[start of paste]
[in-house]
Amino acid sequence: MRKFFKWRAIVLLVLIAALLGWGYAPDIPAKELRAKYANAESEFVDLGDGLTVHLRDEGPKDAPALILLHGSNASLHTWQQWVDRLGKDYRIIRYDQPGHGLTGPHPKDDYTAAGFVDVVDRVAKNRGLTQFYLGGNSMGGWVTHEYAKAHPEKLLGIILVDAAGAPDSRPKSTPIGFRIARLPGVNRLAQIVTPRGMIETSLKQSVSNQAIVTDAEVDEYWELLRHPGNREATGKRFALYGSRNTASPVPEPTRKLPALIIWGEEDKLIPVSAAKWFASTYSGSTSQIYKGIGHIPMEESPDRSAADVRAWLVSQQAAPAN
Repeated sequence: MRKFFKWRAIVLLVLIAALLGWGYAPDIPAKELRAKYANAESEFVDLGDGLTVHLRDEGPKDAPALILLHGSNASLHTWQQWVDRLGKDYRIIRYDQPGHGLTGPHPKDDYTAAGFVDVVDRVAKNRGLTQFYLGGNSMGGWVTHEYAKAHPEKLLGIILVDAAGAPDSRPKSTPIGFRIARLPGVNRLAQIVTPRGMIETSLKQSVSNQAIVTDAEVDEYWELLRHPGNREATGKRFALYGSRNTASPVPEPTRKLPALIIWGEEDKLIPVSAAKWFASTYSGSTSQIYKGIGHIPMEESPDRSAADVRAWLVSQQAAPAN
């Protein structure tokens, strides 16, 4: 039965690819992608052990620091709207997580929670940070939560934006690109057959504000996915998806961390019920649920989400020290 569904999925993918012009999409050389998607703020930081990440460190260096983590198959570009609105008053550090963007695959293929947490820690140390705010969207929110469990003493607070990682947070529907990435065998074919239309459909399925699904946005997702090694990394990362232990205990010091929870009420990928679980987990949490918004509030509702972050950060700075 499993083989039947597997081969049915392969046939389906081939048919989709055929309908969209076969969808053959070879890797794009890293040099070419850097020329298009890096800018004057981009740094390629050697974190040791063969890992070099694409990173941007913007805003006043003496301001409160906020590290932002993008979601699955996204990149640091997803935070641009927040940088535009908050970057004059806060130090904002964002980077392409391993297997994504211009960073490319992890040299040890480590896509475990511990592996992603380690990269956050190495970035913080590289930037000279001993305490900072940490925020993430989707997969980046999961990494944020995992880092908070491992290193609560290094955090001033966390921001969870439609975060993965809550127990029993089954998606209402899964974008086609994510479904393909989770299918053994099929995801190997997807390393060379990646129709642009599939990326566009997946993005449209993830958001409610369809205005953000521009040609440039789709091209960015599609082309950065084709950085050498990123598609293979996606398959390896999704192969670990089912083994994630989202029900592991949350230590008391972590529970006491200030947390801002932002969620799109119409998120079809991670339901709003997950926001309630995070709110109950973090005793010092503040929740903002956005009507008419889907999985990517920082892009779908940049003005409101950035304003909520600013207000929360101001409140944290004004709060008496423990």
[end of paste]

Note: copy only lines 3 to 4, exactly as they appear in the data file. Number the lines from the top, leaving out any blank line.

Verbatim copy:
Repeated sequence: MRKFFKWRAIVLLVLIAALLGWGYAPDIPAKELRAKYANAESEFVDLGDGLTVHLRDEGPKDAPALILLHGSNASLHTWQQWVDRLGKDYRIIRYDQPGHGLTGPHPKDDYTAAGFVDVVDRVAKNRGLTQFYLGGNSMGGWVTHEYAKAHPEKLLGIILVDAAGAPDSRPKSTPIGFRIARLPGVNRLAQIVTPRGMIETSLKQSVSNQAIVTDAEVDEYWELLRHPGNREATGKRFALYGSRNTASPVPEPTRKLPALIIWGEEDKLIPVSAAKWFASTYSGSTSQIYKGIGHIPMEESPDRSAADVRAWLVSQQAAPAN
């Protein structure tokens, strides 16, 4: 039965690819992608052990620091709207997580929670940070939560934006690109057959504000996915998806961390019920649920989400020290 569904999925993918012009999409050389998607703020930081990440460190260096983590198959570009609105008053550090963007695959293929947490820690140390705010969207929110469990003493607070990682947070529907990435065998074919239309459909399925699904946005997702090694990394990362232990205990010091929870009420990928679980987990949490918004509030509702972050950060700075 499993083989039947597997081969049915392969046939389906081939048919989709055929309908969209076969969808053959070879890797794009890293040099070419850097020329298009890096800018004057981009740094390629050697974190040791063969890992070099694409990173941007913007805003006043003496301001409160906020590290932002993008979601699955996204990149640091997803935070641009927040940088535009908050970057004059806060130090904002964002980077392409391993297997994504211009960073490319992890040299040890480590896509475990511990592996992603380690990269956050190495970035913080590289930037000279001993305490900072940490925020993430989707997969980046999961990494944020995992880092908070491992290193609560290094955090001033966390921001969870439609975060993965809550127990029993089954998606209402899964974008086609994510479904393909989770299918053994099929995801190997997807390393060379990646129709642009599939990326566009997946993005449209993830958001409610369809205005953000521009040609440039789709091209960015599609082309950065084709950085050498990123598609293979996606398959390896999704192969670990089912083994994630989202029900592991949350230590008391972590529970006491200030947390801002932002969620799109119409998120079809991670339901709003997950926001309630995070709110109950973090005793010092503040929740903002956005009507008419889907999985990517920082892009779908940049003005409101950035304003909520600013207000929360101001409140944290004004709060008496423990």